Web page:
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ASTM F76

2008 Edition, June 15, 2008

Complete Document

Standard Test Methods for Measuring Resistivity and Hall Coefficient and Determining Hall Mobility in Single-Crystal Semiconductors

Includes all amendments and changes through Reapproval Notice , 2016


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Product Details:

  • Revision: 2008 Edition, June 15, 2008
  • Published Date: January 2016
  • Status: Active, Most Current
  • Document Language: English
  • Published By: ASTM International (ASTM)
  • Page Count: 14
  • ANSI Approved: No
  • DoD Adopted: No

Description / Abstract:

These test methods cover two procedures for measuring the resistivity and Hall coefficient of single-crystal semiconductor specimens. These test methods differ most substantially in their test specimen requirements.

Test Method A, van der Pauw (1) 2—This test method requires a singly connected test specimen (without any isolated holes), homogeneous in thickness, but of arbitrary shape. The contacts must be sufficiently small and located at the periphery of the specimen. The measurement is most easily interpreted for an isotropic semiconductor whose conduction is dominated by a single type of carrier.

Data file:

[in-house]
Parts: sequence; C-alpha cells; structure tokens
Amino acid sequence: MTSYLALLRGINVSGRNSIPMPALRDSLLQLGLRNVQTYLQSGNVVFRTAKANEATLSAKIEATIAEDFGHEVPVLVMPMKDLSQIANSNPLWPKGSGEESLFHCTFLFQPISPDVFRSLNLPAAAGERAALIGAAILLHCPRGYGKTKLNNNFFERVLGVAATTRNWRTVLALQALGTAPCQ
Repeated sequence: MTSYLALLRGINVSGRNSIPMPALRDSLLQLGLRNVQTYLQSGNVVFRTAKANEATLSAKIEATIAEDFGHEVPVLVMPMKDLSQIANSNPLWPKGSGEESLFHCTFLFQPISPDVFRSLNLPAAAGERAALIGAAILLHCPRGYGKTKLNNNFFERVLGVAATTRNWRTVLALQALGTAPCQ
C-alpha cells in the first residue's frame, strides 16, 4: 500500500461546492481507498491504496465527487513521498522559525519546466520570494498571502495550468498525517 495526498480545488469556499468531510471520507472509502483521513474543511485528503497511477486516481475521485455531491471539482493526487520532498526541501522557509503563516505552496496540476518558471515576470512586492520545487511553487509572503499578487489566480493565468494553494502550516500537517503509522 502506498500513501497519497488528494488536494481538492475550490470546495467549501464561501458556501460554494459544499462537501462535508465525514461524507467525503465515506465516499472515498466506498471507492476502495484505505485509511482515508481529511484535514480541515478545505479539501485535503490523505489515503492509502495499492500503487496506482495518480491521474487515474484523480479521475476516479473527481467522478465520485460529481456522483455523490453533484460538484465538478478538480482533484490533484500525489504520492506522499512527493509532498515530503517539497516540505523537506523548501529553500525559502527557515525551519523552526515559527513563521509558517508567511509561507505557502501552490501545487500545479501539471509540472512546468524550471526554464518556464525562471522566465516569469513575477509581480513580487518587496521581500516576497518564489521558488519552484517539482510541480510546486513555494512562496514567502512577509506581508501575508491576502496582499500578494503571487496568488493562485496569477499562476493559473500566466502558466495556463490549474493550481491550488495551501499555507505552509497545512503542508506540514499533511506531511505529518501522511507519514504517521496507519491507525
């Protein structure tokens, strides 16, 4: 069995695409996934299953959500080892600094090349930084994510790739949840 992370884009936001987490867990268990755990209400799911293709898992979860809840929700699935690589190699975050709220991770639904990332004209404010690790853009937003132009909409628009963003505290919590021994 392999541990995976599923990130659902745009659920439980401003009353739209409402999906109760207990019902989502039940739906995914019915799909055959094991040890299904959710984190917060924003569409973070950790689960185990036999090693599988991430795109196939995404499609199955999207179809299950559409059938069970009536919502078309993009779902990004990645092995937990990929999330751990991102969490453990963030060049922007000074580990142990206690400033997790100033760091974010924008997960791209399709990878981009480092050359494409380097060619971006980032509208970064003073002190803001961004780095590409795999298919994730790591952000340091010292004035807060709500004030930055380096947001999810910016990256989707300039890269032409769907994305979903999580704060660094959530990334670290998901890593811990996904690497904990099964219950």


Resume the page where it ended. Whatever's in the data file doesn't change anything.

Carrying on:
Test Method B, Parallelepiped or Bridge-Type—This test method requires a specimen homogeneous in thickness and of specified shape. Contact requirements are specified for both the parallelepiped and bridge geometries. These test specimen geometries are desirable for anisotropic semiconductors for which the measured parameters depend on the direction of current flow. The test method is also most easily interpreted when conduction is dominated by a single type of carrier.

These test methods do not provide procedures for shaping, cleaning, or contacting specimens; however, a procedure for verifying contact quality is given.

NOTE 1—Practice F418 covers the preparation of gallium arsenide phosphide specimens.

The method in Practice F418 does not provide an interpretation of the results in terms of basic semiconductor properties (for example, majority and minority carrier mobilities and densities). Some general guidance, applicable to certain semiconductors and temperature ranges, is provided in the Appendix. For the most part, however, the interpretation is left to the user.